That was the Babylonian creation account: an account that helped shape its subject people into a particular subject manner.

In light of that story…

Enter then the Genesis 1 story…

A narrative written to not only speak against these other dominant narratives

But a narrative written with the primary purpose of inspiring a particular people into a particular way of being, even in the midst of difficultly.

Genesis 1 is an alternative story; another way of viewing the world, of viewing life.

In the Genesis story we discover new truths:

We discover a god not defined by hostility and violence, but a considerate God defined by care and creativity.

We learn of a world not formed out of violent divine conflict, but created from the artistic heart of a joyful divinity.

We find a humanity, not made from the blood of evil, nor made as divine slave labour – but made in God’s very image: made with dignity, worth and purpose!

In this Genesis story we discover new liberating truths:

That God and His world is good / friendly – and that we, his good people – are created to guard, encourage and celebrate that very goodness!

While other narratives portray a world that is inherently evil: unfriendly…

The Genesis poem portrays one that is inherently good: friendly…

Einstein said:

“I think the most important question facing humanity is, ‘Is the universe a friendly place?’ This is the first and most basic question all people must answer for themselves.”

Genesis 1 answers:

“Yes, foundationally, the universe is friendly…”

Einstein went on to explain, that if we choose to believe that the universe is friendly, we will use all that we have to understand it, work with it, and move forward in constructive and life-giving ways.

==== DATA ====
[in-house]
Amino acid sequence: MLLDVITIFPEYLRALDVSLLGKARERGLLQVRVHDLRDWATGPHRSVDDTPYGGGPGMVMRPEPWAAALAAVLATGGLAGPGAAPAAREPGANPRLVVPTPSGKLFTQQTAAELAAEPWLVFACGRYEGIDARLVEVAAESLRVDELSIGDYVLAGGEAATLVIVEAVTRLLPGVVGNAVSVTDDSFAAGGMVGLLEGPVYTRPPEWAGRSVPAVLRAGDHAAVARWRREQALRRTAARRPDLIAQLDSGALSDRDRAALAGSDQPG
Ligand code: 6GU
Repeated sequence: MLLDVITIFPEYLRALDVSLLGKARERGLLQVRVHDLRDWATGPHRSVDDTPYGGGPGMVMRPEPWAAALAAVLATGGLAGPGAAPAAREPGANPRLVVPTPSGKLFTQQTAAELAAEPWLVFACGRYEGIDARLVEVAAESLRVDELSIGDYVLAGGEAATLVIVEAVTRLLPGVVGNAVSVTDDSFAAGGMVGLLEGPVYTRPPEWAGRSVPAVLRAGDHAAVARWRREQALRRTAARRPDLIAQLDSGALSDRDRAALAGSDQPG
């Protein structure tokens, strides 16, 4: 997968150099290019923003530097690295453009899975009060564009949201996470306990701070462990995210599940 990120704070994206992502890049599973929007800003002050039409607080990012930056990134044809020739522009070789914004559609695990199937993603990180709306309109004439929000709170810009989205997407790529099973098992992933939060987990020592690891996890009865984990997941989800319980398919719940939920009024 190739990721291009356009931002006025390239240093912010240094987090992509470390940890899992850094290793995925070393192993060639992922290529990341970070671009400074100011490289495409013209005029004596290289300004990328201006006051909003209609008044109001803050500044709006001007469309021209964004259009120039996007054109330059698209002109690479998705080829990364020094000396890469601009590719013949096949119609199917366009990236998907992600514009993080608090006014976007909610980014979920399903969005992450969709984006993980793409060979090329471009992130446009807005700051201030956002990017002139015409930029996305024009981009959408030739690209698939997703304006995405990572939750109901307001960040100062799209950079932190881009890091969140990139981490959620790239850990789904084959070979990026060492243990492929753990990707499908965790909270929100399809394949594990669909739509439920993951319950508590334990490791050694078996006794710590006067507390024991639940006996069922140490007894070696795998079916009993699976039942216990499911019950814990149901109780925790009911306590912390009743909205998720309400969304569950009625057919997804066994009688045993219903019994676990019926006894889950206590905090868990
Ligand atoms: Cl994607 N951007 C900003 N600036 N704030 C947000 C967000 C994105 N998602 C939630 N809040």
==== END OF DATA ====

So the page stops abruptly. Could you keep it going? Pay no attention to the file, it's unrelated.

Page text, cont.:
The Israelite leaders hoped for a similar outcome.

Placing this alternative narrative at the beginning of their sacred book collection

Their hope and prayer was:

That their people would be inspired by the belief that the world is more capable of good than bad

They hoped that their people would continually raise their thoughts, their hopes, higher:

…where the view of God was good, the world welcoming, and the picture of humanity hopeful.

Therefore inspiring their people to be a community of hope and compassion that lived the blessing of God!


Is the Universe a friendly place?

Genesis 1 says: at its root, yes… yet it is: now go live as if that is fundamentally true!

Moving then, to us, now…

Let us consider that answer to be true…

What would actions, lived from such a positive belief, look like?

How could this help shape our communities approach to life?

What does a community, not living in fear of others, look like, live like, bless like?

How does a community, whose foundational belief is “the world is friendly”, live in the midst of difficulty?

I want to share a story that, perhaps, can help shake our thoughts into beginning to answer such a question…

My wife and I had a friend (Alison – not her real name) who lived with us, on and off, over the years.

Alison had lived, for the most part, on the streets since she was 14. She became a drug addict very early on; glue, in particular, was her drug of choice. We first met her in her early 20s. She was recognizable largely for the way she shook: she had this disability that caused her to consistently and uncontrollably shake. The shakes made daily life for her difficult (using cutlery, going to the toilet, holding a cup and so on). She was also legally blind – to the point she would hold her mobile phone within an inch of her face. On many levels, she was a vulnerable and frail young woman.

Her back story was one of being used and abused as a vulnerable young woman: and that narrative had only continued on. Life had damaged her and continued to damage. However, behind the rough exterior and beyond the glue fumes, she was a gentle spirit, someone who possessed great kindness, and a great sense of humour; she had this infectious giggling laugh.

My wife Ana, in particular, had journeyed with Alison for a numbers of years. They had become friends. Occasionally, Alison would move in, attempt to go straight, come off the drugs, do okay, then fall again, feel ashamed and take off, until next time. This painful recurring theme continued for a number of years.